Kosereva is a sweet dessert from Paraguay made of apepu sour orange peels, sugar, and molasses. The preserved orange rings are a mixture of sweet and sour, and are typically served by themselves or with a side of soft cheese.
History of kosereva
Kosereva has a long history that dates back to Spanish colonization of the Paraguayan region, when the conquistadors preserved citrus fruit on their long journey across the ocean by cooking fruit in trimmed barrels with black molasses. This practice of preserving fruit helped to combat scurvy, a disease resulting from low vitamin C, known as the “sailor’s disease” due to its high incidence in sailors without access to fresh fruit and vegetables. The preserved fruit tradition was adopted by Paraguayans and the recipe has been passed down through generations.
While Kosereva is typical of Paraguay, the sour oranges known as apepu in the local Paraguayan Guarani language, are found in the region and were likely brought to South America by the Spanish colonists. The bittersweet orange found in Paraguay’s Asuncion region is a cousin to a similar citrus found in the Mediterranean in Italy and Spain, and similar genes of the same fruit have been found in Florida and other parts of South America, confirming their transport on Spanish exploring ships. The apepu orange is also used to make essential oils and is also known by the names of orange bigarade, Seville orange, naranja cajera or naranja cachorreña.
Kosereva, which translated from Guarani as “conserve”, is a marmalade recipe that is traditionally made over the course of many days. The orange peels are placed in a large clay pot with water to boil and then left to cool until the next day when the water is changed and the peels are reboiled. This process is repeated each day and after a period of five to eight days, the orange peels have softened and are preserved by cooking with sugar and molasses, and then stored in sterilized jars until they are consumed.
Today the recipe has been condensed, taking the cooking time from a few days to a few hours. The result is a sweet yet acidic marmalade type candy that is enjoyed on its own as a sweet or paired with a soft cheese as a snack or breakfast.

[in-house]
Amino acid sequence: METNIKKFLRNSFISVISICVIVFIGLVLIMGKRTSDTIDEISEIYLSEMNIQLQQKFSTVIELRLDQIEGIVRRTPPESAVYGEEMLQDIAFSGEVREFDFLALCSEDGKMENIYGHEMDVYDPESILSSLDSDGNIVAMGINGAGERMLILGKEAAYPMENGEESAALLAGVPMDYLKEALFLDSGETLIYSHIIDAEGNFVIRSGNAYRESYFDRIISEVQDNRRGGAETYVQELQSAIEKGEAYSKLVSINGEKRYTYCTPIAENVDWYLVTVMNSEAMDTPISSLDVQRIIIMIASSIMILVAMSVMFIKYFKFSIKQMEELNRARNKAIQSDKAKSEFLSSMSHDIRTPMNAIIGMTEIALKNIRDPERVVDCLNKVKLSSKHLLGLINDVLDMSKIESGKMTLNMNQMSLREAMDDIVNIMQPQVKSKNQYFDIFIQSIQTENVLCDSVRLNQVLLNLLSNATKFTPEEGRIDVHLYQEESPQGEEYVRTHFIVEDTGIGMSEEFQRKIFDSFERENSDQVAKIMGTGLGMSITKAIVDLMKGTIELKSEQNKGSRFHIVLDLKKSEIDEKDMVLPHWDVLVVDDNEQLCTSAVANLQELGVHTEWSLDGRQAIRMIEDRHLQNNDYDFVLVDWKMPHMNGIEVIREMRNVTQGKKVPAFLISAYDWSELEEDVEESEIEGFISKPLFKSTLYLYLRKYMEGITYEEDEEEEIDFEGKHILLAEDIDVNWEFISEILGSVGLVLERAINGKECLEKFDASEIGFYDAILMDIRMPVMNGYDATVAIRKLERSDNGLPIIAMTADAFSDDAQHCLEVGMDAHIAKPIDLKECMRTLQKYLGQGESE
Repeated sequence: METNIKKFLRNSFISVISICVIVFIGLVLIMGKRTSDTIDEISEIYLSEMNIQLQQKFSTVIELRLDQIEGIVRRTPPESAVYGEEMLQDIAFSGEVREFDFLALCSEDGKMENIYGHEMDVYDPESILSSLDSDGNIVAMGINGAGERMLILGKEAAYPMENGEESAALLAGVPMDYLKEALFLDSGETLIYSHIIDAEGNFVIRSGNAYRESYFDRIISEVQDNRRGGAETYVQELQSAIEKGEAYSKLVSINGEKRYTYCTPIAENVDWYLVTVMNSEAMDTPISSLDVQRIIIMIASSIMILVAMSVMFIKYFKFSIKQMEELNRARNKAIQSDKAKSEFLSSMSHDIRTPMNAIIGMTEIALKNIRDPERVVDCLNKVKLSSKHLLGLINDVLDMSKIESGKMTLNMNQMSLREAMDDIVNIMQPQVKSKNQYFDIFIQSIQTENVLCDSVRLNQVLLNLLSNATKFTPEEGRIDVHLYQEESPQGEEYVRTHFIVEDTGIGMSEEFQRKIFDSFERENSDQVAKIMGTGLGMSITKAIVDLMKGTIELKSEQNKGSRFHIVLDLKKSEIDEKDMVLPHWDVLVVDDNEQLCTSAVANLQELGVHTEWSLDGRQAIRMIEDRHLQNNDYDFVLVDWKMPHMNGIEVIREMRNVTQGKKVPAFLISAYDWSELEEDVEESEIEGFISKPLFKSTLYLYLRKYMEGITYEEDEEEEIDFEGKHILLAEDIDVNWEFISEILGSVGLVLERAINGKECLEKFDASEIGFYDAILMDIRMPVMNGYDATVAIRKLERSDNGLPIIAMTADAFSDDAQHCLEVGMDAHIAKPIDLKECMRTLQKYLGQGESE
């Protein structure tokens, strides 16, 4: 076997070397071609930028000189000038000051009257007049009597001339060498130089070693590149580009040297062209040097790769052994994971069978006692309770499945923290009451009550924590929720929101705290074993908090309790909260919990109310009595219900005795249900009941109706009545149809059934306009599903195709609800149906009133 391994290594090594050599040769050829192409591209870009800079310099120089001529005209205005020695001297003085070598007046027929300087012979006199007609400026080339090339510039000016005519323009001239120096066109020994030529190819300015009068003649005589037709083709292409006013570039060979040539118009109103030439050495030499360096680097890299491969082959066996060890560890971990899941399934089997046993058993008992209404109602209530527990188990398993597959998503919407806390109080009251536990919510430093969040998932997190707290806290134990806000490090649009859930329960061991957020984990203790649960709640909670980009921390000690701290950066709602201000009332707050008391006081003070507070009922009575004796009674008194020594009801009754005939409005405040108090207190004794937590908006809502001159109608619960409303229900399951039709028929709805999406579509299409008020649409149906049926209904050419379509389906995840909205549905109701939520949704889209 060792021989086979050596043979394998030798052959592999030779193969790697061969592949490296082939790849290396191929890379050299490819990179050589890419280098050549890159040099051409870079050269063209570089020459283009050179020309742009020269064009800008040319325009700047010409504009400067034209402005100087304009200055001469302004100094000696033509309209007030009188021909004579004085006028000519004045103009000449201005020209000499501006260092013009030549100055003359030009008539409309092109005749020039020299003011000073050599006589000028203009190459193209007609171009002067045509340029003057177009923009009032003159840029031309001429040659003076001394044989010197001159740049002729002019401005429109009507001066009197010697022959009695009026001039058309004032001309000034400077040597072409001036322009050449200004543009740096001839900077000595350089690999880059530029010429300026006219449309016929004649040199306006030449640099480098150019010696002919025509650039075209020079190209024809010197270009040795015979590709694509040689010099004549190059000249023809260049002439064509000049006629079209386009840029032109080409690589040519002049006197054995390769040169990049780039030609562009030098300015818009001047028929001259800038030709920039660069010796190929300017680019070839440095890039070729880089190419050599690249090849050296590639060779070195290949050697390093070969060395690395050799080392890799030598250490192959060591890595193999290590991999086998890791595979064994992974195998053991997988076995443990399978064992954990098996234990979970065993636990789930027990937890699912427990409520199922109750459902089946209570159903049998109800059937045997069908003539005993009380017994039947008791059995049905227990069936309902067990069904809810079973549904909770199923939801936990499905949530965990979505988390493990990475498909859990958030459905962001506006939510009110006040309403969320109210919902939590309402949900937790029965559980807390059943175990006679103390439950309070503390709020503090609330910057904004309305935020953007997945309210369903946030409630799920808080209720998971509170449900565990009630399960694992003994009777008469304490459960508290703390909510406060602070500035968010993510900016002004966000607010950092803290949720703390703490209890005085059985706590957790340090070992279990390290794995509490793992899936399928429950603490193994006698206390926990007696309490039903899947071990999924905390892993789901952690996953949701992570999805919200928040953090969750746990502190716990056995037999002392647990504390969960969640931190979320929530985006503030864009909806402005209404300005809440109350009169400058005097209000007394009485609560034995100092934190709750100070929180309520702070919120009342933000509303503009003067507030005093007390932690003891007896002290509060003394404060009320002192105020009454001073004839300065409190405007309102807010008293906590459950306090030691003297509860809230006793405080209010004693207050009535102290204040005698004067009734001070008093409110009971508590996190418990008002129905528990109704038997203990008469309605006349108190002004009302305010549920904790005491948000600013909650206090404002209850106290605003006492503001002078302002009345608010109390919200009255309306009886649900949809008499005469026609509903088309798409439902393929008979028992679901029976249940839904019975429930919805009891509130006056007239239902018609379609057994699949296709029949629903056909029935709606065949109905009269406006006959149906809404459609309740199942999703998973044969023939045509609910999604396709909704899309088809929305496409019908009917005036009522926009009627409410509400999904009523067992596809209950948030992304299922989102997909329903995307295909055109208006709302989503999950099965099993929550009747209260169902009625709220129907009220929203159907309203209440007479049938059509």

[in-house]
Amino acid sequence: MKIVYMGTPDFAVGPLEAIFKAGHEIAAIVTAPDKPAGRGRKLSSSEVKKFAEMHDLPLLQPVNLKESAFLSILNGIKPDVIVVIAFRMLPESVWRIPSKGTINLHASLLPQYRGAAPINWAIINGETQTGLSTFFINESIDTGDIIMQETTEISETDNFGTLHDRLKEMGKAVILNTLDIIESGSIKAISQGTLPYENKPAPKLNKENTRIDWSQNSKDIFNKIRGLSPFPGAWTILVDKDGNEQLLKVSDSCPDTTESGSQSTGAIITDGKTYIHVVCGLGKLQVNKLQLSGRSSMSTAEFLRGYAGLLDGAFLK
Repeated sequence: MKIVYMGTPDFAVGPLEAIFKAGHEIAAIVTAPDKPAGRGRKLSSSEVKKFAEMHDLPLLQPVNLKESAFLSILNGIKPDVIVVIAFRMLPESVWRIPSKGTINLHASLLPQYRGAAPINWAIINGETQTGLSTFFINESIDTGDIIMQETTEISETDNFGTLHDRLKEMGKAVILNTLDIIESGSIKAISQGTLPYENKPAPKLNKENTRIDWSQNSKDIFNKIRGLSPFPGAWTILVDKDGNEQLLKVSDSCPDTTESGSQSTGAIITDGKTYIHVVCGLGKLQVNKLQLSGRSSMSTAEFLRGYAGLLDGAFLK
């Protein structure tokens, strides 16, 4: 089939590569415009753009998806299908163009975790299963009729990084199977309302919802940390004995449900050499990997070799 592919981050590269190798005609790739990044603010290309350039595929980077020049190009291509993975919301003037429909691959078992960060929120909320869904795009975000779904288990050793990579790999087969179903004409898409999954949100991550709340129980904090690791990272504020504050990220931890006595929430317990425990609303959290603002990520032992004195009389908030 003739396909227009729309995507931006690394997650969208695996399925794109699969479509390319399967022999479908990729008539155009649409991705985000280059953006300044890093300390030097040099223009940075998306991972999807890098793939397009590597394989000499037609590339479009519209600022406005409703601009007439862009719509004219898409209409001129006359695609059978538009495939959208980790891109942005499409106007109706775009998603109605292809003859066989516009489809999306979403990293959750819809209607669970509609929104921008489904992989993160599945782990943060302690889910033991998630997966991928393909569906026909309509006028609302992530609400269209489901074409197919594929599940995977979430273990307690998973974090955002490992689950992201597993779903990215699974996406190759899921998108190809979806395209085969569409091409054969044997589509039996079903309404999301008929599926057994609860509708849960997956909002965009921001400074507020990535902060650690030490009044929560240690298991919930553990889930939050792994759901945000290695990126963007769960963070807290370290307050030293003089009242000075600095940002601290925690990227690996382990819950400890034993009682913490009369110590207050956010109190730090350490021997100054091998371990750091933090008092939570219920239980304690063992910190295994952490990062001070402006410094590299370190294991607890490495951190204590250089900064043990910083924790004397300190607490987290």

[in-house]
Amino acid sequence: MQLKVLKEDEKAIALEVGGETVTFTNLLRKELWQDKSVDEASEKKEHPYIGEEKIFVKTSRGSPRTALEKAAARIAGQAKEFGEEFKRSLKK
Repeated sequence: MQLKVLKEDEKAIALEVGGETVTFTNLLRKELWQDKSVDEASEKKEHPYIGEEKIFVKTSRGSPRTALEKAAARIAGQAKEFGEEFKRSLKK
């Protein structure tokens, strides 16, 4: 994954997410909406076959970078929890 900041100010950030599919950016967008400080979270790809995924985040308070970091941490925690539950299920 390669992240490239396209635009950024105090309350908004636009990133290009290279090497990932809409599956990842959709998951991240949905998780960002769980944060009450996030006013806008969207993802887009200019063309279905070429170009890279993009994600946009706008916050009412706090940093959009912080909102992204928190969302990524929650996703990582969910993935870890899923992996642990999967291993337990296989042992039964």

Kosereva is a famous dish in Paraguay and is a favorite of travelers and tourists who visit the country. Paraguayan cuisine consists of mainly corn, grilled meats, milk, cheese, and river fish, as well as fruits like apepu. Some of the most popular dishes include pastel mand’io (or empanadas with manioca), asado (assorted grilled meats), corn flour tortillas (omelettes) made with scallions, and soyo (a beef soup with tomatoes and peppers). Most desserts in Paraguay are made from milk or cheese, such as dulce de leche or various cakes found in pastelerias throughout the country. And a Paraguayan meal wouldn’t be complete without terere, a tea made from yerba mate.
We hope you take the time to make this kosereva recipe, as it is a traditional Paraguayan specialty that is fading in popularity due to its long cooking time. However, sometimes the best things in life take a little more care and time and this kosereva recipe is proof.
- 10 apepú (sour oranges), ripe
- 2½ cups caster sugar
- 2 cups black molasses
- 2 cloves
- 1 cup water
- Peel the sour oranges as thinly as possible. This should yield about 1½ lb of orange peels.
- Cut the oranges in half and remove all the pulp leaving the white part (pith). Set aside (not used for this recipe).
- Place the the orange peels in a pot and cover them with water.
- Bring to a boil and boil for 4 minutes.
- Then, discard the water.
- Repeat this operation 4 times.
- Place the sour orange peels in a pot with the sugar, the black molasses, the cloves and the water.
- Mix well and cook on low heat until thickened (between 2 and 3 hours).
- Pour the mixture into one or more glass jars and store in the refrigerator.
- Kosereva can be eaten by itself or with Paraguayan cheese.
The sour orange pulp, which is not used in this recipe, can be used to make a delicious jam.